Nature prevails in preserve
Human impact on the Charlie's Pasture Nature Preserve got scaled back somewhat by the Port Aransas Parks and Recreation Board on Monday, April 7, when the board approved reducing the trail footage in the first phase of the preserve and saw a proposed building changed from a multiuse center to a shelter.
The workshop, with consultant Brent Luck, of Land Design Planners in Austin, drew opponents of suggestions that the preserve might include structures suitable for public gatherings or weddings and that it should have crushed granite-paved trails.
However, Luck redrew the plans after a morning hike through the preserve with members of the board.
He said the plans the board saw on Monday were about 30 percent complete. Planners are still working on the first phase, he said, although the company is "moving ahead on construction documents" and he expects to be ready to send out bids in three to four months.
Specifically under discussion Monday were what are called nodes 8 and 10 of the preserve. Land Design Planners has laid out the acreage with several nodes, or activity centers, connected by trails. Node 8 would be the major activity center, near the preserve's entrance; node 10 is on Salt Island, an interior area of the preserve.
Luck said planners expect three levels of use for the preserve. He identified the first level and simply visiting the entrance; the second level as taking a walk along some of the boardwalks or trails for a view of the environment; and the third level as becoming more involved with the preserve itself.
"After a year or so of use, you're going to have feedback on what your users want," he said.
Part of the reduction in trail length dealt with views; one part was moved to give a better view of the environ- ment. Another part considered visitor comfort: "A quarter of a mile across those flats with their reflected heat wouldn't be very comfortable," Luck said.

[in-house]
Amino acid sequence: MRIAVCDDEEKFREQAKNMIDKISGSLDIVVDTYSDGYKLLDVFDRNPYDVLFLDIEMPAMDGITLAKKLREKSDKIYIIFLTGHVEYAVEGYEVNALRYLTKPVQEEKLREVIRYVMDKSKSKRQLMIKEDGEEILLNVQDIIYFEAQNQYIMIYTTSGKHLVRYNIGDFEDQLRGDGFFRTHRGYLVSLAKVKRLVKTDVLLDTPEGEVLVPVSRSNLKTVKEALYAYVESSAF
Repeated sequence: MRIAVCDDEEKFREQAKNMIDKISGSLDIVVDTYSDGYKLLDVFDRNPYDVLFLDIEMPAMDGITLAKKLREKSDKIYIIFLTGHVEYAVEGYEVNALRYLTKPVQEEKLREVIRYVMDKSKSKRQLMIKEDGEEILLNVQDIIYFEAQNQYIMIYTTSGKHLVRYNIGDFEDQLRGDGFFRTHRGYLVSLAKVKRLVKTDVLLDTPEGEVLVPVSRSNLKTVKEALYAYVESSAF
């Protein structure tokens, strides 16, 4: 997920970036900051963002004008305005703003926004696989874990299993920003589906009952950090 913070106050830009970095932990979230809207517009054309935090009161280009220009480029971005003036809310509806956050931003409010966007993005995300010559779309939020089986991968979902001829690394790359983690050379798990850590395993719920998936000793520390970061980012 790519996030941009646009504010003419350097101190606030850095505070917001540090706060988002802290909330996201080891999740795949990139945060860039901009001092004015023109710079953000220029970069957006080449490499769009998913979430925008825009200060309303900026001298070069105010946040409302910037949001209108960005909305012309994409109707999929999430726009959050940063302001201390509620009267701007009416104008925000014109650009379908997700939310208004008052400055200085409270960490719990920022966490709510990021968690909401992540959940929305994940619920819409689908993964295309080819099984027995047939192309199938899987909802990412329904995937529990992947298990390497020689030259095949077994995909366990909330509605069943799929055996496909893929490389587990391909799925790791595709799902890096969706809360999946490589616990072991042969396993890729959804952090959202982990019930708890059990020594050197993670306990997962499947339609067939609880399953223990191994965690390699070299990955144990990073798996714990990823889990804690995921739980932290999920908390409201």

He said planning standards call for some kind of rest area every quartermile of trail, giving visitors a chance to decide whether to stop there for views, to continue on or to return to the starting point.
Board member John Fucik called the workshop a good summary. He said he liked the idea of elevating trails on boardwalks so visitors could see "without actually tromping through there."
But board member Lyndon Holcomb wanted to be sure. He aside what trails would be made of as they crossed the flats.
"Boardwalk, except actually on (Salt) Island," Luck said. The boardwalks will be elevated, getting them away from the surface of the preserve.
"The people who wanted me on this board wanted it more primitive than crushed granite (trails) and boardwalks," Holcomb said.
Luck said visitors are already excited about Port Aransas' reputation for birding. "I think they'll be disappointed with a primitive experience," he said.
"From the first day (former City Manager) Tom Brooks walked in, we talked about having trails," board Chairman Charlie Zahn said.
Luck said trails such as boardwalks wouldn't have that much impact on the preserve, which totals more than 1,000 acres north of Mustang Beach Airport and between State Hwy. 361 and the
He also touted boardwalks as a means of controlling access to environmentally sensitive areas of the preserve.
"It takes some effort to get off the boardwalk and into the (nature) center," he said.
Board member Scott Holt said even if trails are laid, visitors would have to be told to stay on the trail - or allowed to go wherever they want.
"If you only have markers, it will just get tromped down and muckier and muckier," Holt said. "I think we have to make a choice (between) doing marked trails or saying, 'stay out'."
Board member Don Anz compared the preserve to a restaurant: "You can serve steak, but you have to have something to get (people) there. In our case, I think that's a boardwalk."
Chopping some of the trails by an estimated 1,300 feet would save about $90,000, Luck figured.
The board also approved moving a proposed roadway that would parallel the ship channel bulkhead away from the bulkhead, giving anglers more room to park vehicles and fish at the shoreline.
Luck said planners would spend more time in Port Aransas in the near future as plans for the first phase draw closer to completion.